Hydraulic fracturing, or “fracking,” is a method of oil and natural gas extraction, which utilizes traditional deep vertical and horizontal drilling technologies in conjunction with deep-well solution injection to fracture and stimulate geologically unproductive petroleum-bearing rock formations.1 The recent boom in shale gas extraction nationwide is a result of successful fracking practices revitalizing formerly unproductive fields. The economic benefit of fracking to the petroleum industry includes profits from expansions in trucking, pipeline services, oil well equipment and services, transportation, storage, refining and distribution. Petroleum and chemical engineering jobs have seen a corresponding growth rate in both the applied and research sectors.1
The energy production
process associated with fracking creates potential environmental dangers. Wells are bored through relatively shallow groundwater aquifers to reach petroleum-bearing shale located thousands of feet below the surface. These wells are typically encased in layers of steel and concrete to prevent leakage of groundwater
into the borehole, thus preventing loss of natural gas into the geology or atmosphere. This casement system must be strong enough to withstand the impact of highly pressurized fracturing fluids as they are forced down the well and then returned to the surface as waste without rupturing and contaminating clean aquifers.2
Fracking fluids are primarily (99%) fresh groundwater produced on or near the well site that is mixed with a cocktail of chemicals and fine sand. This fluid, or “slickwater,” expedites the fracturing of shale resulting in the release of trapped natural gas.2
The quantity of water used in the process varies, but on average, a producer will use five million (15.3-acre feet) gallons of water per fracking well.3
These estimates will peak at 148,262,399,285 gallons of water (455,000-acre feet) per year in Texas alone by 2030.3
Fracking in Texas:
In Texas, the productive shale strata at a depth of four- to twelve-thousand feet below the surface is commonly referred to as the Eagle Ford Shale Play in South Texas and the Barnett Shale Play in North Texas (see figure 1 below). The test wells in the Texas Panhandle’s Cline Shale show that this play contains 3.6 million barrels of oil per square mile, which equates to approximately 30 billion barrels of oil.2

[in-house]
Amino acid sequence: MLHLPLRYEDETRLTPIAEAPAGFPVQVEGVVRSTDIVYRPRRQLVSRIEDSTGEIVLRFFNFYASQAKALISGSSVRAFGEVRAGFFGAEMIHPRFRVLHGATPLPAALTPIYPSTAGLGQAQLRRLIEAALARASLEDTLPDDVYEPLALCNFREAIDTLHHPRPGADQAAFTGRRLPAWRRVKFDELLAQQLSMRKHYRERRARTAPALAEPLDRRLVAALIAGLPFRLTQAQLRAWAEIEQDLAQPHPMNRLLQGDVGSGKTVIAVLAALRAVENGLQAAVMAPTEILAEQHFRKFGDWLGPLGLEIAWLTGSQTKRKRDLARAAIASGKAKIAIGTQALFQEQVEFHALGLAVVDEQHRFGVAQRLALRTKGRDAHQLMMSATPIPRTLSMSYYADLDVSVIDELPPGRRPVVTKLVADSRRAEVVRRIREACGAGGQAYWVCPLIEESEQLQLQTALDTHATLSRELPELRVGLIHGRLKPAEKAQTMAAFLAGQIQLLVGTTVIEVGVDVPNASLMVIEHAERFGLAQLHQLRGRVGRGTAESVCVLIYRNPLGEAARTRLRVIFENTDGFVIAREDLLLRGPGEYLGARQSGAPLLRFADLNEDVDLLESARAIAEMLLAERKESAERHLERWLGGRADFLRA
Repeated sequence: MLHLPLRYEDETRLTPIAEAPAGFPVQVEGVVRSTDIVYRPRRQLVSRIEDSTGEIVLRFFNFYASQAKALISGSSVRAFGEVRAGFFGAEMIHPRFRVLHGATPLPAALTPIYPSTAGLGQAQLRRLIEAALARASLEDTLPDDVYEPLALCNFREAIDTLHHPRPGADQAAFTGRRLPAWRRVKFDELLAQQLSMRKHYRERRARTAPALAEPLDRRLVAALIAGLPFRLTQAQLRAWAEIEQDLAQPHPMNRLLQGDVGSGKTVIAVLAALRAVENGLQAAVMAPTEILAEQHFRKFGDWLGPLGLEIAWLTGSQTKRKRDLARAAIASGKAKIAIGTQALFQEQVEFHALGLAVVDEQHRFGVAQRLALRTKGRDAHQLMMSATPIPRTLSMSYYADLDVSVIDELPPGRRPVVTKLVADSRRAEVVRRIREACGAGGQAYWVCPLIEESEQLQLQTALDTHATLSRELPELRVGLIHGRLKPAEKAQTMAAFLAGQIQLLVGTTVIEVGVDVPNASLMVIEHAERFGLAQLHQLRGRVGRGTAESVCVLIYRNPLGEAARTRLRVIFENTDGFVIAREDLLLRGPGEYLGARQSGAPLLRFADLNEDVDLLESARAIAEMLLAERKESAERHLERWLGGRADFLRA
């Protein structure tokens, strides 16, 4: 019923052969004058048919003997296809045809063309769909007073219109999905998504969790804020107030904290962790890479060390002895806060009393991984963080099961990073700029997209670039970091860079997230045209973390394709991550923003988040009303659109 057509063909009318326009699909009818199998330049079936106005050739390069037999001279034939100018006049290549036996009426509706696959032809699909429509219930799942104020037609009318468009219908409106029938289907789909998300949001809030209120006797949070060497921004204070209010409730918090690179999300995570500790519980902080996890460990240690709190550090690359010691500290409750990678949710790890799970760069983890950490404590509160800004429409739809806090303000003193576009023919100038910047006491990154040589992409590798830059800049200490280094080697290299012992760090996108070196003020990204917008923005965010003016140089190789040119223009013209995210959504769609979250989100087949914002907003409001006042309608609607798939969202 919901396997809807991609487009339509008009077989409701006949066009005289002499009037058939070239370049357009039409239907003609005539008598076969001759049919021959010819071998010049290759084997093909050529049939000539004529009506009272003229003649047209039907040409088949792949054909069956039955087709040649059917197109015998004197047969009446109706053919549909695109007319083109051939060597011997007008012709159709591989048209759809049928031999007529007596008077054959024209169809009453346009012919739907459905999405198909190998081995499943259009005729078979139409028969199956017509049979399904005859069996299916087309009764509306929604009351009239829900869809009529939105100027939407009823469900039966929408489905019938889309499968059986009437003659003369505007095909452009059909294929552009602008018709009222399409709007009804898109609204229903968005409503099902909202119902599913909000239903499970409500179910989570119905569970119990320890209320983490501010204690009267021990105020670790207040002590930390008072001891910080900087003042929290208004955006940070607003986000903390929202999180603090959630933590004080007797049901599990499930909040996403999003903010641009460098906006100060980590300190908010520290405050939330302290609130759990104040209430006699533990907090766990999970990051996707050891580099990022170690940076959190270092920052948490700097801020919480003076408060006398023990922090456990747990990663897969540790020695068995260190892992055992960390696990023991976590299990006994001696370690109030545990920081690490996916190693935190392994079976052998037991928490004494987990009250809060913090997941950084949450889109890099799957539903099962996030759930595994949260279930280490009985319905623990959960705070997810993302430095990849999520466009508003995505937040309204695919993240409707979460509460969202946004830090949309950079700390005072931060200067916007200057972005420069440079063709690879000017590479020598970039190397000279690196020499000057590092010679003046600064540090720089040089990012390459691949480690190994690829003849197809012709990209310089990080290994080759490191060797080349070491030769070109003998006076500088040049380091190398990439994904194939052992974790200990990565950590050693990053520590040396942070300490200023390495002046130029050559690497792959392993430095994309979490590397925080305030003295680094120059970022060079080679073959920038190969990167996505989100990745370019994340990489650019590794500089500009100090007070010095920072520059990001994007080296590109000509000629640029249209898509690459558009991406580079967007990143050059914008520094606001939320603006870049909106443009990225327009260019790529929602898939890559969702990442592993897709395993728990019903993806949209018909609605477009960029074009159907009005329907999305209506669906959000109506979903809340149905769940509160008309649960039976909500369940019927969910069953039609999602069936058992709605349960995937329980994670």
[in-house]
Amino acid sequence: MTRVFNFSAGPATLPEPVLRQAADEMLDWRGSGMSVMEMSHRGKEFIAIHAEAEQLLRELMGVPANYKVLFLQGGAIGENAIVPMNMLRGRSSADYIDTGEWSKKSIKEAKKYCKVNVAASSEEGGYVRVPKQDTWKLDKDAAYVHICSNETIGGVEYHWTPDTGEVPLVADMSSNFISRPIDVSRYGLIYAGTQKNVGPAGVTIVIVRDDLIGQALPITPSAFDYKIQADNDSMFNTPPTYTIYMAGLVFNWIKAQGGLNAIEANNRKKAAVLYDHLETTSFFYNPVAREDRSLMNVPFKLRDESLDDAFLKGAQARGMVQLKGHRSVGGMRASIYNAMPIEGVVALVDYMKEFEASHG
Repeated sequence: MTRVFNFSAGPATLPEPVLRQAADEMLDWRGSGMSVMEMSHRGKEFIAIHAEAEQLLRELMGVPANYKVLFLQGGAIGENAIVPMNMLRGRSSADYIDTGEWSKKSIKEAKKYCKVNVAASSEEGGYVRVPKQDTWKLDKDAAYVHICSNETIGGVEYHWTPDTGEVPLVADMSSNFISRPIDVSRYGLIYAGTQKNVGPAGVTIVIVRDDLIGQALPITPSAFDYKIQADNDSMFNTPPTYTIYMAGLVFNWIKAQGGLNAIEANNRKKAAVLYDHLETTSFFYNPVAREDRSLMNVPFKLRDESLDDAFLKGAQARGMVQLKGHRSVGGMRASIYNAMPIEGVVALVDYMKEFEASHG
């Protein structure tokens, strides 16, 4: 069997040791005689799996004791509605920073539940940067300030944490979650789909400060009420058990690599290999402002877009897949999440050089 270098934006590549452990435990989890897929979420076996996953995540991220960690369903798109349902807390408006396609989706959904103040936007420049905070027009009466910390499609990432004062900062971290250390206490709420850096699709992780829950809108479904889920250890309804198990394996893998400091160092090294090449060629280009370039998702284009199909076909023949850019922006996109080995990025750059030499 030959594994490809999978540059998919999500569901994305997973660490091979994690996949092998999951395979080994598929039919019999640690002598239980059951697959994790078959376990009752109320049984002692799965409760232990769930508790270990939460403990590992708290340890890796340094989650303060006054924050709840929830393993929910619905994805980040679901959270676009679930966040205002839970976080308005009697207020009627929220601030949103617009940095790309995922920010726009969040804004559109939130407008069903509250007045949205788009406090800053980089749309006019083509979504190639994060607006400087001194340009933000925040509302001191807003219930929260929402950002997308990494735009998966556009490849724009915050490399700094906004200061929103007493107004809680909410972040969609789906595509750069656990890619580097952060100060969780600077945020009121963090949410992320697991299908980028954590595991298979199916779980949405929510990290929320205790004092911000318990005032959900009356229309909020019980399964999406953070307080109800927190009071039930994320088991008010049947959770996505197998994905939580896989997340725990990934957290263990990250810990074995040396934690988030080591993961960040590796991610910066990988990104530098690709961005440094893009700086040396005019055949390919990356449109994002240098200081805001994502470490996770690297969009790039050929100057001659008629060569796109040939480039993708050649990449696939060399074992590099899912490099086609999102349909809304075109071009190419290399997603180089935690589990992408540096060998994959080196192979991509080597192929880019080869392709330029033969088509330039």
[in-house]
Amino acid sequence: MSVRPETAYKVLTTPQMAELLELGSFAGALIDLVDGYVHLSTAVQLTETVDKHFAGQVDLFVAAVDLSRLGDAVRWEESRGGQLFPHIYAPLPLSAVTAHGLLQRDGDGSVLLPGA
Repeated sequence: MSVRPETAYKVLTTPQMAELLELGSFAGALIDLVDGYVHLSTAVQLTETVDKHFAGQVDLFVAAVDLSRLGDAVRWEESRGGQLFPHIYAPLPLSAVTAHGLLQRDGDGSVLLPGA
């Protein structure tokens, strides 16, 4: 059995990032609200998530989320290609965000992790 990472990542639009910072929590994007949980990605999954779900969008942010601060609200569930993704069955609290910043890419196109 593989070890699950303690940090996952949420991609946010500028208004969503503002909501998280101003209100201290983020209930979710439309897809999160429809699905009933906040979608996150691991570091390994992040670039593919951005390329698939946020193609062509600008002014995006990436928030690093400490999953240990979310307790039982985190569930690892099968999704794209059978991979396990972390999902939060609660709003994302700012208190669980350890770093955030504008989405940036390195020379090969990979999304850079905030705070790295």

Many shale strata are naturally radioactive. Refuse water returning to the surface post-fracking has radioactive levels that exceed the Texas Commission on Environmental Quality’s (TCEQ) standards, and is too contaminated for most wastewater treatment systems to process.4
This contaminated water is disposed of by deep-well injection thousands of feet below the surface, permanently rendering that water unusable for future use.5
The additives used in fracking may contain diesel fuel or other potentially hazardous chemicals.6
Texas state law requires public disclosure
of all of fracking agents used in each sp
ecific well. However, volume ratios are exempt from disclosure in Texas.
In addition to the environmental dangers, another concern of both those living near fracking operations, and county authorities, is the destruction of roads by heavy fracking equipment. The Texas Department of Transportation (TxDOT) estimates that $2 billion of state funds will be needed to make repairs and improvements to damaged roads.5
The Future of Fracking in Texas:
Natural gas produces half of the carbon dioxide, one-third of smog forming nitrogen oxides, and a fraction of the sulfur dioxides and mercury that are emitted into the atmosphere by burning oil or coal.7 The greatest danger of natural gas lies in its escape prior to consumption. With attention to detail and enforced regulation, containment of natural gas is attainable and within the industries’ current ability. Given Texas’ perennial drought conditions, the greatest concern regarding fracking is the permanent and substantial loss of freshwater.
 U.S. Department of Energy. Hydraulic Fracturing Technology. August 2, 2011. http://www.fossil.energy.gov/programs/oilgas/shalegas/hydraulicfracturing.html (accessed February 14, 2013).
 Railroad Commission of Texas. "HYDRAULIC FRACTURING FREQUENTLY ASKED QUESTIONS." Railroad Commission of Texas. n.d. http://www.rrc.state.tx.us/about/faqs/hydraulicfracturing.php#frac10 (accessed February 19, 2013).
 Nicot, Jean-Philippe; Reedy, Robert C. Oil & Gas Water Use in Texas: Update to the 2011 Mining Water Use Report, Austin: The University of Texas at Austin, 2012.
 Railroad Commission of Texas. NORM – Naturally Occurring Radioactive Material. n.d. http://www.rrc.state.tx.us/environmental/publications/norm/index.php (accessed February 19, 2013).
 Railroad Commission of Texas. Injection/Disposal Well Permit Testing and Monitoring Seminar Manual. March 13, 2012. http://www.rrc.state.tx.us/forms/publications/HTML/index.php (accessed February 19, 2013).
 Groundwater Protection Council; Interstate Oil and Gas Compact Commission. Chemicals Use. 2013. http://fracfocus.org/chemical-use/what-chemicals-are-used (accessed February 19, 2013).
 U.S. Department of Energy. Energy in Brief. n.d. http://www.eia.gov/energy_in_brief/article/about_shale_gas.cfm (accessed February 19, 2013).